I’m going to help you get your own headshots. You can do it. And I’m going to tell you right now that the most important thing in a headshot is to create a moment that the camera will capture. It’s your expression that matters. If you trust in me and come to my studio here in Los Angeles, I will take great care of you. Professional lighting and great lens sure make a difference, but I’ve given these tips below to other people that have successfully done their own headshots with the help of a friend or even just with a tripod and a timer; and it’s the creation of a magic moment – even for a fraction of a second – that brings an impact that we can see in the final shot.

So here we go.

You want a headshot that features your best expression, your confident, approachable self. You will get many comments from me against distracting elements, and that’s because the viewer should most of all see that expression on your face, not what you’re wearing or other things around your picture.

You will probably benefit from having someone to help and actually press that button. You could use a tripod and a timer and do some trial-and-error and get everything in place, but having someone on the other side of the camera can help in several ways, maybe pointing out things you did not see, or just being a human being interacting with you as you try to look connected with the camera.

And then, watch out for these items:

  1. You want to look your best, be well groomed. Any facial hair should be looking great. If wearing makeup, it should be very natural, just even out the skin, give a very slight glow and shape, and give a little shine to the lips. A little makeup can make you look polished; too much makeup is distracting. Eyes should be very natural, avoid hard lines and dark eyeliner and eyelashes.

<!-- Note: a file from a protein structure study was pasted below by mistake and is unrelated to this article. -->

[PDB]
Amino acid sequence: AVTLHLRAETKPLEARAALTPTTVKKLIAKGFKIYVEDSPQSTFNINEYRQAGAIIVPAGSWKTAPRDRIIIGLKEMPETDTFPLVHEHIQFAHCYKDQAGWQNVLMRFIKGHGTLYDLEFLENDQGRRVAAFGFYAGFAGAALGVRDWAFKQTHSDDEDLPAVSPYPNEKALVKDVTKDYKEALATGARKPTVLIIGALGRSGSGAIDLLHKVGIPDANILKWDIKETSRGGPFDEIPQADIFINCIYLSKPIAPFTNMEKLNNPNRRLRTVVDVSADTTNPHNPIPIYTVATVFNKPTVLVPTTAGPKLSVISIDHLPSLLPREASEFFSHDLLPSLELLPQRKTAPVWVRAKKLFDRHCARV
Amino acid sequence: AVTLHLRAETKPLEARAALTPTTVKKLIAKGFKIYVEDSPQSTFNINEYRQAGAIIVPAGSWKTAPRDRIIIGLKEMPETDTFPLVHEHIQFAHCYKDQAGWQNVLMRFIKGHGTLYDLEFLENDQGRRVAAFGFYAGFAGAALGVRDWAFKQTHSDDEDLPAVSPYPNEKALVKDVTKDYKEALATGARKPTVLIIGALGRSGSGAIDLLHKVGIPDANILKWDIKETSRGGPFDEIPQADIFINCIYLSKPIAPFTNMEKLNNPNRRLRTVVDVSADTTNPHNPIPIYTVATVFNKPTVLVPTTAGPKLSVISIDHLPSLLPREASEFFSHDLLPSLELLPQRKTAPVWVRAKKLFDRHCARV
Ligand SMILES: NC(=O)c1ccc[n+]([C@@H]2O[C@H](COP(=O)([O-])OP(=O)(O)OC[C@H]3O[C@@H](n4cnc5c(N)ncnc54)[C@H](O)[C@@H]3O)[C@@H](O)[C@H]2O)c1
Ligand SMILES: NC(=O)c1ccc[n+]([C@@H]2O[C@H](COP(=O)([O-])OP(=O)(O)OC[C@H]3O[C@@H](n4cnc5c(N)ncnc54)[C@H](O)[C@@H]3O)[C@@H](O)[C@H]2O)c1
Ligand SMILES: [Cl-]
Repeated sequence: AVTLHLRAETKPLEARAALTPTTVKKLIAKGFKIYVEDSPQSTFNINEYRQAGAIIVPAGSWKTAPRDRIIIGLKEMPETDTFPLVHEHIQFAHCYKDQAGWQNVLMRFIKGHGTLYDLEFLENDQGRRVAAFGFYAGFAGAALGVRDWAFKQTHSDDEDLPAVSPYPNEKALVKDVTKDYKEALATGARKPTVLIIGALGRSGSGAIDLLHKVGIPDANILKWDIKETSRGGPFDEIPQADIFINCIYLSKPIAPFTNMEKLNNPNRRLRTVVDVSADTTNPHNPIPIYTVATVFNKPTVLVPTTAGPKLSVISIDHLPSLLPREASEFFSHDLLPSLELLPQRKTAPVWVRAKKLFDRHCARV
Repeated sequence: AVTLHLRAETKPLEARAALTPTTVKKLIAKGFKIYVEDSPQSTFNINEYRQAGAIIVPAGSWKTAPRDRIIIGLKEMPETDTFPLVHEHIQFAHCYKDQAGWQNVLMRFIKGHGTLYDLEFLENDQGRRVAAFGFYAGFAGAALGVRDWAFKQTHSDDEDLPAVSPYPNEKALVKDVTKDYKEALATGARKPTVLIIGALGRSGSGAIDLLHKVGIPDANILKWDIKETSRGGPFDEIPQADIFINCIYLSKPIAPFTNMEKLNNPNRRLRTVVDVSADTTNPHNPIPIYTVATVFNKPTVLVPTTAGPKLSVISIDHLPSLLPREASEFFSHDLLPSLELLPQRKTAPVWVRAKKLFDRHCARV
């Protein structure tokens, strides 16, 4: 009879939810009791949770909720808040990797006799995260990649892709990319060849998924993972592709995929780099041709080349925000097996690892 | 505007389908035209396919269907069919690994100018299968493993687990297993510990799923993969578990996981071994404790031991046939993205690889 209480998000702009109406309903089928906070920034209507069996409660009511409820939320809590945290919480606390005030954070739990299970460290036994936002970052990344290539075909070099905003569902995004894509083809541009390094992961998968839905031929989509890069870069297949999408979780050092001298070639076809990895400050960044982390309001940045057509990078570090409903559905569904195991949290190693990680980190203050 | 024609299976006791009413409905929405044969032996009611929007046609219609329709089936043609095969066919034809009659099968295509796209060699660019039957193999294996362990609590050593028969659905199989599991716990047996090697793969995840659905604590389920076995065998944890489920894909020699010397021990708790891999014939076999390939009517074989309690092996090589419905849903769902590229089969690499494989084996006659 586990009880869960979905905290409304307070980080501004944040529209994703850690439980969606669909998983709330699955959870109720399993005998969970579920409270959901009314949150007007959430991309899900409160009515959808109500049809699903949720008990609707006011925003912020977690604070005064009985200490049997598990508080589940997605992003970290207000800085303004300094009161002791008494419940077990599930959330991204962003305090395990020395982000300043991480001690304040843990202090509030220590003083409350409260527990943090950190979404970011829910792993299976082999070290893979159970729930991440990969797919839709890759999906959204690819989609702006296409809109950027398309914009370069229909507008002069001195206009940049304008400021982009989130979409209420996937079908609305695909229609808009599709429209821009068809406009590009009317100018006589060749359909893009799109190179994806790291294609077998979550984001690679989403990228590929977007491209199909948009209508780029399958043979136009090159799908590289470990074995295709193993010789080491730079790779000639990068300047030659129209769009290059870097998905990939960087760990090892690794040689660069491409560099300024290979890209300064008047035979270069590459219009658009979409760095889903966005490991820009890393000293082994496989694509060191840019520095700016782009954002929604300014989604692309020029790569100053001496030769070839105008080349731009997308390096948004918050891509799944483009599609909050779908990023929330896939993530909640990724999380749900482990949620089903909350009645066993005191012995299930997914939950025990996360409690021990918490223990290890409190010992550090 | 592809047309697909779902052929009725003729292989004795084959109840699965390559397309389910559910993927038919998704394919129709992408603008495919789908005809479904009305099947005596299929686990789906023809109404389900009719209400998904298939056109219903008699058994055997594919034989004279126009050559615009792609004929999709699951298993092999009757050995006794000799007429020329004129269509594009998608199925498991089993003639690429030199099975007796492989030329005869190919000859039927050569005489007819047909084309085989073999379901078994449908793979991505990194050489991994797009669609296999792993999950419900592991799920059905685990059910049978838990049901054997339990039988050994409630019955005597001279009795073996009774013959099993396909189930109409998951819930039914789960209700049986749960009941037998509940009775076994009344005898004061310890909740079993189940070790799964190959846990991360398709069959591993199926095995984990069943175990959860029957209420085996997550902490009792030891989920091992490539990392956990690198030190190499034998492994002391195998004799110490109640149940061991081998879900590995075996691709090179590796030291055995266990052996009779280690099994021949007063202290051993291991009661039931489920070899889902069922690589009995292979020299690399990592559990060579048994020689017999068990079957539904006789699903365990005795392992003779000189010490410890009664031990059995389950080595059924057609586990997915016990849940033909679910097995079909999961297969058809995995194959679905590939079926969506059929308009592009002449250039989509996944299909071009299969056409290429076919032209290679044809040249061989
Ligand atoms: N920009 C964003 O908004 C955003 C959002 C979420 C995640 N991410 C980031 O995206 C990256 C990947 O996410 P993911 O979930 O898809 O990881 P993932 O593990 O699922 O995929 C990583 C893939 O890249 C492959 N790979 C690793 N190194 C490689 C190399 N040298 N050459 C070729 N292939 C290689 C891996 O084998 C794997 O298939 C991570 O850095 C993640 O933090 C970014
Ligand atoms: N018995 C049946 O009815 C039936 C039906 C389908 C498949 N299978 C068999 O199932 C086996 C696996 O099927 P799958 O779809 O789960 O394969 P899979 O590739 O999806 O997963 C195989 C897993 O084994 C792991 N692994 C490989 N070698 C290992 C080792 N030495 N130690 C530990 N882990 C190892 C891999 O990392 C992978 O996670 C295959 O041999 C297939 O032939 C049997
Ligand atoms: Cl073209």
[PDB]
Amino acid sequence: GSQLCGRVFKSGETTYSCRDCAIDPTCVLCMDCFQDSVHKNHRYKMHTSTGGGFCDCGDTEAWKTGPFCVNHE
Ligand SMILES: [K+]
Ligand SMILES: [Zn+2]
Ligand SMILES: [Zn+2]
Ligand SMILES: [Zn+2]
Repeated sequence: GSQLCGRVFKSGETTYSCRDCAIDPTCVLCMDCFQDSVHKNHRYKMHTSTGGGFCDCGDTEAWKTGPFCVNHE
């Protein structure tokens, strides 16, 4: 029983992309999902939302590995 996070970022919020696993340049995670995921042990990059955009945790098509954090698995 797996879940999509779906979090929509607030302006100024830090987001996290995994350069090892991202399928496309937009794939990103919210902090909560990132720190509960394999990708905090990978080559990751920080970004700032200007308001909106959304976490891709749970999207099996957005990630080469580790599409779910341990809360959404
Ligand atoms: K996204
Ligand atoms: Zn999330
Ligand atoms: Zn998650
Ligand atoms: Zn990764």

Eyebrows should be natural, under control but not looking artificial. Especially in a headshot, you don’t want people’s gaze concentrated on your eyebrows, either because they’re too crazy or because they look like they were painted on you. Also, avoid plucking them the same day or day before, it will show the redness!
    Make sure your skin is clean, not too shiny, and not too dry. Hydrate, drink plenty of water in the previous days. Use chap stick the previous days, make sure your lips are not chapped for the shot.
    Hair: it should not be the center of attention. Just well groomed and simple.
  2. Dress like you’re going to an important interview or meeting. Avoid clothing that looks beaten up, wrinkled. Be simple and elegant. If your market requires a suit, wear one. Whatever you wear, needs to fit you perfectly. If wearing a collar, it needs to sit around the neck without extra space and without being too tight. The extra space on the back of the collar is especially distracting! Also, the shoulders need to fit perfectly, and avoid any padding (so 80s!).
    Avoid patterns, stripes, and do not wear bright colors. Neutral or pastel are better, but always a color that fits you, and that you feel comfortable in. White can be used with caution, it can be too bright sometimes, but most times it’s okay. Black is a bit more difficult, but vivid colors sure get the wrong attention. Check how the colors sit against your skin and against the background.
    Avoid tops without straps, as it might look like you’re not wearing anything, which is… unusual!
    No big jewelry, no hats, no accessories. Often, the viewer has a fraction of a second to see (which they will later remember) your face, not your accessories.